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January 29, 2014
Parker ironing out the kinks in sophomore year
It's been a season of towering highs and plunging lows for UCLA's Tony Parker.
That was neatly epitomized last week when Parker followed a career-high 22-point performance against Stanford with a goose egg against Cal, a season-low.
Parker, who is averaging 7.6 points and 5.1 rebounds per game in his sophomore campaign, scored four points the prior game in UCLA's loss to Utah, which makes the recent bump in a scatter chart of his point totals look like Mt. Everest.
After plummeting from the peak, the 6-foot-9 center isn't so much concerned about the tumble, but rather getting back up and learning from it.
"I just keep playing, keep pushing, and keep learning," Parker said before Tuesday's practice. "I had a bad game against Cal, but I mean you have to just keep pushing, keep learning."
Parker's subpar performance against Cal on Sunday was induced by foul trouble, which limited him to a season-low seven minutes.
He committed a pair of fouls within two minutes of each other in the first half, which sent him to the bench. The next half, another pair of fouls - this time within less than 10 seconds of each other. Back to the pine.
Parker thought the officials were calling a tight game on him, which he blames himself for not recognizing sooner.
However, foul trouble is no stranger to Parker.
It's been following him since high school and has been stunting his growth towards becoming a consistent frontcourt presence for UCLA, which the program has been searching for the past few seasons after castoff Josh Smith failed to rise to the expectations set for him.
On three different occasions this season, Parker's fouled out in less than 15 minutes and has had his court time limited because of foul trouble in a handful of other games.
It's been a crippling habit for the former four-star recruit from Lithonia (Ga.) Miller Grove, who only played 6.3 minutes per game in his freshman season.
Although former head coach Ben Howland didn't use Parker frequently last season, he would have seen more time on the court had foul trouble not plagued him. During his freshman season, Parker averaged a foul every 3:50 (team average: 13:30), tallying more fouls in 207 minutes than Shabazz Muhammad did in 987 minutes.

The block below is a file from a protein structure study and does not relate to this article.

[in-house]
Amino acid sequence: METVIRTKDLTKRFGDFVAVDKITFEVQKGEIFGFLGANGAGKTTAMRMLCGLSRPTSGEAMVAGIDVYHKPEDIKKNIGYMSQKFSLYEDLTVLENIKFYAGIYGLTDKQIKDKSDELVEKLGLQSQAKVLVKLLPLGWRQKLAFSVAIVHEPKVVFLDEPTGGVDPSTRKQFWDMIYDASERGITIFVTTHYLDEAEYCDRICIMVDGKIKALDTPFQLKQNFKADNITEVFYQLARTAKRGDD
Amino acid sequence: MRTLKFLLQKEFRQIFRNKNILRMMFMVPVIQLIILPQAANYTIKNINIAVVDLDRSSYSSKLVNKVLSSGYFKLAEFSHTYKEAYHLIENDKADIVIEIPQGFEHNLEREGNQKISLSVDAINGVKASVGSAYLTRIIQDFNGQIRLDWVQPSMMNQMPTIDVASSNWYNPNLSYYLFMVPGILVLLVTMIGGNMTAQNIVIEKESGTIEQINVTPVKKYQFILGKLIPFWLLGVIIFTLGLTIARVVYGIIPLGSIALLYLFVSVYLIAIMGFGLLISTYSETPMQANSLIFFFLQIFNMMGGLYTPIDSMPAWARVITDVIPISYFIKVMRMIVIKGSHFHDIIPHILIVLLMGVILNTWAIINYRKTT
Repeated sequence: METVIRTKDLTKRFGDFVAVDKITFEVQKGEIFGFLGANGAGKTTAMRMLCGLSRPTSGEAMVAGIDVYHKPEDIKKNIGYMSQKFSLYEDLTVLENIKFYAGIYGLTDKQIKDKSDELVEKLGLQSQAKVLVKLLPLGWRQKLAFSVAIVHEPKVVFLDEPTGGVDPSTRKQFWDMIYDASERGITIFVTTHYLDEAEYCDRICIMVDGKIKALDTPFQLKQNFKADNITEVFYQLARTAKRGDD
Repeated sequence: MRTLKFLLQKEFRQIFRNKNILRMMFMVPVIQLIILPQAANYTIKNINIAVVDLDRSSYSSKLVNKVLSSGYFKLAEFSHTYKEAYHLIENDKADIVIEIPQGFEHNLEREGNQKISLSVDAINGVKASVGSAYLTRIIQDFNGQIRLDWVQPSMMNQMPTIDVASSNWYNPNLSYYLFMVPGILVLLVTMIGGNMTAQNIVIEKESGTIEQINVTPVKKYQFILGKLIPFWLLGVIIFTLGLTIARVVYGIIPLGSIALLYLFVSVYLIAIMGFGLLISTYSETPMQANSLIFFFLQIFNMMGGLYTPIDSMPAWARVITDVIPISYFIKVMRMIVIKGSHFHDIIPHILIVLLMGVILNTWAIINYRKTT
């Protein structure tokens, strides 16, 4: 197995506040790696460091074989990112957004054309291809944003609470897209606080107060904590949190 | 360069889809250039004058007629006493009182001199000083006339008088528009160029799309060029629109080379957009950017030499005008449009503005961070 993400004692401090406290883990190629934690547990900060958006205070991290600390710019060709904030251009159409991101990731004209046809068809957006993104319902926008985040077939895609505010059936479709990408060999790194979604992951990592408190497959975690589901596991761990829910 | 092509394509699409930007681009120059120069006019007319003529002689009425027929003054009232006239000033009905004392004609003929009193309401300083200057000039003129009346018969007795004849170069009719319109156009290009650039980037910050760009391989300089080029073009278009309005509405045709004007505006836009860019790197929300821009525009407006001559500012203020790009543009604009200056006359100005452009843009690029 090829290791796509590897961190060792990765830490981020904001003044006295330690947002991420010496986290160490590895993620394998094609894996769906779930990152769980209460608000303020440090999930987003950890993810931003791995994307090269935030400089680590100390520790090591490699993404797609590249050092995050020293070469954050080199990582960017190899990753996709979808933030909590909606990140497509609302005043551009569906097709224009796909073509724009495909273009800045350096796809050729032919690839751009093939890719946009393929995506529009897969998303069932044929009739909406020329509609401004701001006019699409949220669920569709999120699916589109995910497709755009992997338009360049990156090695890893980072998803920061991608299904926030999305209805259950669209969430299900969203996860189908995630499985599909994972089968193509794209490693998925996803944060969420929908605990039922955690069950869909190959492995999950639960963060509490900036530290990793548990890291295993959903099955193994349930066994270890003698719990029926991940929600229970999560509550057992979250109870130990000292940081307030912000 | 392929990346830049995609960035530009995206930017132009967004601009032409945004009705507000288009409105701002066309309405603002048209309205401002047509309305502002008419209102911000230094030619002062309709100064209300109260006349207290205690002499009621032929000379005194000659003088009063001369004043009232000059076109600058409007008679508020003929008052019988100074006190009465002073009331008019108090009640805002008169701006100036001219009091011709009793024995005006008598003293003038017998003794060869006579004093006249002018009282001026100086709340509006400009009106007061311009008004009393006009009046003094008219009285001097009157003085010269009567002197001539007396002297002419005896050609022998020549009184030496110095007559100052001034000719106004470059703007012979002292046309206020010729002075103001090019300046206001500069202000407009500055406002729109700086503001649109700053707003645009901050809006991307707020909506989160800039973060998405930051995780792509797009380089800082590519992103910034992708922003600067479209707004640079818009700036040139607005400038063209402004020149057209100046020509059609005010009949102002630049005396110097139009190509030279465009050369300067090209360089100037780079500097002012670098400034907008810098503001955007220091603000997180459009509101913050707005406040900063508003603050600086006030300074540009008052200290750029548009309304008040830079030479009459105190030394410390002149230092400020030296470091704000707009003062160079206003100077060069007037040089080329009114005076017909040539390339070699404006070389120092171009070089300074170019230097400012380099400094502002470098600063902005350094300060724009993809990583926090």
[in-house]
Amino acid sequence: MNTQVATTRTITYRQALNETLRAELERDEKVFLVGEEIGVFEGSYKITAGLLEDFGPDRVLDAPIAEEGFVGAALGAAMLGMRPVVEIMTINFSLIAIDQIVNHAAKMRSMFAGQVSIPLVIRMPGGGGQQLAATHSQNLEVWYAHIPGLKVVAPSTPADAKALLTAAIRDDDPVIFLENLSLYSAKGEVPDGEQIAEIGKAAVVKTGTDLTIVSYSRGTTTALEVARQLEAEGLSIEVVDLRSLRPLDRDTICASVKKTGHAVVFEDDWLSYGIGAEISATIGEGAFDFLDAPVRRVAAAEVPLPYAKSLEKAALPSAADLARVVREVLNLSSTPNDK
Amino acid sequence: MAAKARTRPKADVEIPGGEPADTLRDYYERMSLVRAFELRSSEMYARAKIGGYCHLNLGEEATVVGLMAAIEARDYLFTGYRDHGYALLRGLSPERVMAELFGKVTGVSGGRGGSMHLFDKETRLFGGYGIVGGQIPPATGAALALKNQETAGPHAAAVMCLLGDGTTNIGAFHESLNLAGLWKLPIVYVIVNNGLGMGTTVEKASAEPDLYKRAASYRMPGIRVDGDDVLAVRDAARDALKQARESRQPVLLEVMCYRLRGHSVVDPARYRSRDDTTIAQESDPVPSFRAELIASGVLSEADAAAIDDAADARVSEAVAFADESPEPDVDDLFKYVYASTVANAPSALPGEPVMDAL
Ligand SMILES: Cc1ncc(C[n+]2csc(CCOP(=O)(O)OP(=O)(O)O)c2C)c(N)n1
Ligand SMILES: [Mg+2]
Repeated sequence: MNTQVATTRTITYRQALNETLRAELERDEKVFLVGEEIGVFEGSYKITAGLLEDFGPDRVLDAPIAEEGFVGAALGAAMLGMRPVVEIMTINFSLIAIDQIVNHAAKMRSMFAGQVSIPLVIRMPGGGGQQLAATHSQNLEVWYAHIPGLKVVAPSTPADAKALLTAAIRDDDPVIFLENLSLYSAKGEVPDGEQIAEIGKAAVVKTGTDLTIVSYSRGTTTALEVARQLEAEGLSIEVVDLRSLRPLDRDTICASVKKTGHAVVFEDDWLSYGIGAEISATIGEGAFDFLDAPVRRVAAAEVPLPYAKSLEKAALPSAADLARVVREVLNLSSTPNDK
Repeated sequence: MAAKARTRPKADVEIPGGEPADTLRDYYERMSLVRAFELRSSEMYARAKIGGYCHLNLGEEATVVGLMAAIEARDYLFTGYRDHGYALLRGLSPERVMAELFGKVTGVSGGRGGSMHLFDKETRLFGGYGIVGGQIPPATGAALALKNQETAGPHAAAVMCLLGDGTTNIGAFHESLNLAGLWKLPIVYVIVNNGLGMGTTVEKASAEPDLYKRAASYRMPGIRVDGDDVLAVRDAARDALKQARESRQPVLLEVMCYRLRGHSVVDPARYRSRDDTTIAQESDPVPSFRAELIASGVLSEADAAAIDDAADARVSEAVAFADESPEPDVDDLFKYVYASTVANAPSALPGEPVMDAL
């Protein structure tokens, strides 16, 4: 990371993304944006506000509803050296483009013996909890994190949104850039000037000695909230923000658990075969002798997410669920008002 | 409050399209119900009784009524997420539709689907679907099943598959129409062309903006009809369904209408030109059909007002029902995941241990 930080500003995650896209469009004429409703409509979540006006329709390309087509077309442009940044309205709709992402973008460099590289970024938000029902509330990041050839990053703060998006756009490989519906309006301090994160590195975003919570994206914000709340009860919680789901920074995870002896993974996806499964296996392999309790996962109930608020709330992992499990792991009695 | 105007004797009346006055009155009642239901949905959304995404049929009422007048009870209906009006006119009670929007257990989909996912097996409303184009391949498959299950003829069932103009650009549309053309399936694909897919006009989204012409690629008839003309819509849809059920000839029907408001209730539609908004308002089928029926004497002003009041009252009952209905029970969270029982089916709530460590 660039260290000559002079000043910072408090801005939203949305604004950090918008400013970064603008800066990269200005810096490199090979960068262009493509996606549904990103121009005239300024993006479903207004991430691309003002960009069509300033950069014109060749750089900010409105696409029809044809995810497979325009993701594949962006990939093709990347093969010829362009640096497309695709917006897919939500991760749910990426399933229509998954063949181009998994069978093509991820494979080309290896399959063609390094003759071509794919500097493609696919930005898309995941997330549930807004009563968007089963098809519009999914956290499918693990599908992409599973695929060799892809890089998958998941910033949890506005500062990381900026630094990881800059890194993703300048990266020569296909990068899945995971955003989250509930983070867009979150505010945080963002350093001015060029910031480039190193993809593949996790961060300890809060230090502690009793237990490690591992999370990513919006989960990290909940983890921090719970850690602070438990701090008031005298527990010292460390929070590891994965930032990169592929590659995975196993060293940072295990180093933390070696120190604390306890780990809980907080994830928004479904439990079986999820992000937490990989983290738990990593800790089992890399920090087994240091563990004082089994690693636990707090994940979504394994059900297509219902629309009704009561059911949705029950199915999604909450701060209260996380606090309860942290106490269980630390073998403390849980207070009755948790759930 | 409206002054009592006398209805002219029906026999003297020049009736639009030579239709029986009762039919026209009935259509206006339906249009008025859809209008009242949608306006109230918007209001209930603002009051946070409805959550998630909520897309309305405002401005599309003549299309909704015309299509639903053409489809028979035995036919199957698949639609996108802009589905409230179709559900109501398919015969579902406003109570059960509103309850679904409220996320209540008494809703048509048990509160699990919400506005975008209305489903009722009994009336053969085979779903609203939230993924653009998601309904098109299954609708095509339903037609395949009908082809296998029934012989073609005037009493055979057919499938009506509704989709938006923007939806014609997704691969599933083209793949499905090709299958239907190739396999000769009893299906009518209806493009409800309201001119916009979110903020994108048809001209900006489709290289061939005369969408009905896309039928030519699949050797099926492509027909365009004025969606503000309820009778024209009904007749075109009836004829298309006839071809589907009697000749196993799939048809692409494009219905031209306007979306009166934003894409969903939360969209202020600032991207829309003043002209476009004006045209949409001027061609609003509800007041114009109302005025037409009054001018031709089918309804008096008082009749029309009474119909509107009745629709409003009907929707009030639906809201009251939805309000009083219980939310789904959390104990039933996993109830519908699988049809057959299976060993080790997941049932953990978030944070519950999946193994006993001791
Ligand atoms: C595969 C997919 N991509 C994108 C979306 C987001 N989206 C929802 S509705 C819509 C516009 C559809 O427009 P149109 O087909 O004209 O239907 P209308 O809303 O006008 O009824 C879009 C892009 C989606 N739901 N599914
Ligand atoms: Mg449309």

While he's demonstrated this season with performances like the Cal game that foul trouble is still a focal point in his development as a college basketball player, Parker has made progress this season. Sporadic, but steady progress.
Through 20 games, he averages a foul every 6:32 (11:22 team avg.), which is slightly better than senior forward Travis Wear (6:36). By comparison, Smith averaged a foul every 6:53 in his freshman season, during which he averaged 21.7 minutes, a tad more than Parker is averaging this season (19.0 mpg).
Parker's intensity and passion are in place, but establishing a balance between intensity and control is a delicate task for him.
"I have to manage my aggression, especially on defense," Parker said. "It's just me learning and catching on and doing it so I can stay on the court for my teammates and they can have a real good post presence inside."
Managing his aggression and proper defensive positioning will help Parker stay out of foul trouble. The rest is repetition and making the most of the minutes he's on the court.
"He's really going through his freshman year because he didn't get a lot of playing time last year. He's going through it for the first time," UCLA head coach Steve Alford said after UCLA's victory over Cal. "It's a maturity process and for young players it takes some time. Tony is a terrific person. I think he'll really bounce back on this road trip. He had been playing really well.
"I just thought whether he wasn't ready or he just didn't understand that as you do well you have to continue to do well at a high level because everybody in that other locker room is preparing for you different after you prove you can do some things."
While Parker is now heading out on the road with the Bruins for a trio of Pac-12 conference games, there was speculation a little over a year ago that he might hit the road for good.
Amid his limited court time last season, Parker posted a few obscure tweets that seemed to make reference to his discontent with the program, inducing speculation that he might transfer schools.
Nonetheless, he stayed in Westwood for his sophomore season - or as Alford has renamed it, his freshman season.
"Last year, I was frustrated, but this year it really doesn't matter to me," Parker said. "I'm playing basketball. I'm out here having fun. This year, it's just keep going and keep pushing. Last year was last year, and it wasn't my loss."
It may not have been Parker's loss, but there was little gain for him riding the pine last season. Only so much can be learned from the sideline.
"I'm actually being coached [this year]," he said. "I really didn't play last year, so there was really no point in coaching me. Coach Alford's helping me a lot and he's trusting me, so I have to trust him and keep pushing."
Even with increased minutes and support from his coach, Parker's development has been rocky in his de facto freshman season.
Still, he's adamant about accelerating his growth and becoming a key contributor to his team as it battles through conference play.
"It's a learning process. Right now, going into late January and February, I have to become more of a junior or sophomore now," said Parker. "The games get tougher; the competition gets stiffer; there's more on the line."
As UCLA continues through the next month of crucial conference games, it hopes Parker's development surpasses the threshold of inconsistency.
Especially heading into the hallowed month of March.